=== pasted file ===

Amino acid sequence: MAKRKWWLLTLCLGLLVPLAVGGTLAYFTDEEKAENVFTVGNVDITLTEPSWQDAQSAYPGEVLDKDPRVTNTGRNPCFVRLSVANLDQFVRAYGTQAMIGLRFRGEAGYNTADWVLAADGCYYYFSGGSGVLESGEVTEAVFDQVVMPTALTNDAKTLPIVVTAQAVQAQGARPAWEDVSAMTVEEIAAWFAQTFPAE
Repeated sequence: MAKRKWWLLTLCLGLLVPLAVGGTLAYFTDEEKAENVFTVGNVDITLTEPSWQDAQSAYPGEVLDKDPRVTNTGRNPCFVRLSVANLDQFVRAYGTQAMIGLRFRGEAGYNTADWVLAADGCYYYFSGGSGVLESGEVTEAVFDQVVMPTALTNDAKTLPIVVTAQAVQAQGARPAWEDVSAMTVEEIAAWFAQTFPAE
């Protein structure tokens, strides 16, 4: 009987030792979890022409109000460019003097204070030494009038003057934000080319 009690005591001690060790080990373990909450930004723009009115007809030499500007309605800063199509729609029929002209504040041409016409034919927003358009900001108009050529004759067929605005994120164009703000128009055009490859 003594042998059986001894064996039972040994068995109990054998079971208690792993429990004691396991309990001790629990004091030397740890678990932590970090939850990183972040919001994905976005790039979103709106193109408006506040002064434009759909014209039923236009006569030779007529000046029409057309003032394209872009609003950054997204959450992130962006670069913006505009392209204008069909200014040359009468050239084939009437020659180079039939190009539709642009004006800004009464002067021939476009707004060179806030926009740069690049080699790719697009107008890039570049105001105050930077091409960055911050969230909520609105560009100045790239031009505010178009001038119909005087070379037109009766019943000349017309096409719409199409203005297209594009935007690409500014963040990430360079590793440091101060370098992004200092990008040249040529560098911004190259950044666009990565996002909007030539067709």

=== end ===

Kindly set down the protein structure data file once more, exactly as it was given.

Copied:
Amino acid sequence: MAKRKWWLLTLCLGLLVPLAVGGTLAYFTDEEKAENVFTVGNVDITLTEPSWQDAQSAYPGEVLDKDPRVTNTGRNPCFVRLSVANLDQFVRAYGTQAMIGLRFRGEAGYNTADWVLAADGCYYYFSGGSGVLESGEVTEAVFDQVVMPTALTNDAKTLPIVVTAQAVQAQGARPAWEDVSAMTVEEIAAWFAQTFPAE
Repeated sequence: MAKRKWWLLTLCLGLLVPLAVGGTLAYFTDEEKAENVFTVGNVDITLTEPSWQDAQSAYPGEVLDKDPRVTNTGRNPCFVRLSVANLDQFVRAYGTQAMIGLRFRGEAGYNTADWVLAADGCYYYFSGGSGVLESGEVTEAVFDQVVMPTALTNDAKTLPIVVTAQAVQAQGARPAWEDVSAMTVEEIAAWFAQTFPAE
């Protein structure tokens, strides 16, 4: 009987030792979890022409109000460019003097204070030494009038003057934000080319 009690005591001690060790080990373990909450930004723009009115007809030499500007309605800063199509729609029929002209504040041409016409034919927003358009900001108009050529004759067929605005994120164009703000128009055009490859 003594042998059986001894064996039972040994068995109990054998079971208690792993429990004691396991309990001790629990004091030397740890678990932590970090939850990183972040919001994905976005790039979103709106193109408006506040002064434009759909014209039923236009006569030779007529000046029409057309003032394209872009609003950054997204959450992130962006670069913006505009392209204008069909200014040359009468050239084939009437020659180079039939190009539709642009004006800004009464002067021939476009707004060179806030926009740069690049080699790719697009107008890039570049105001105050930077091409960055911050969230909520609105560009100045790239031009505010178009001038119909005087070379037109009766019943000349017309096409719409199409203005297209594009935007690409500014963040990430360079590793440091101060370098992004200092990008040249040529560098911004190259950044666009990565996002909007030539067709």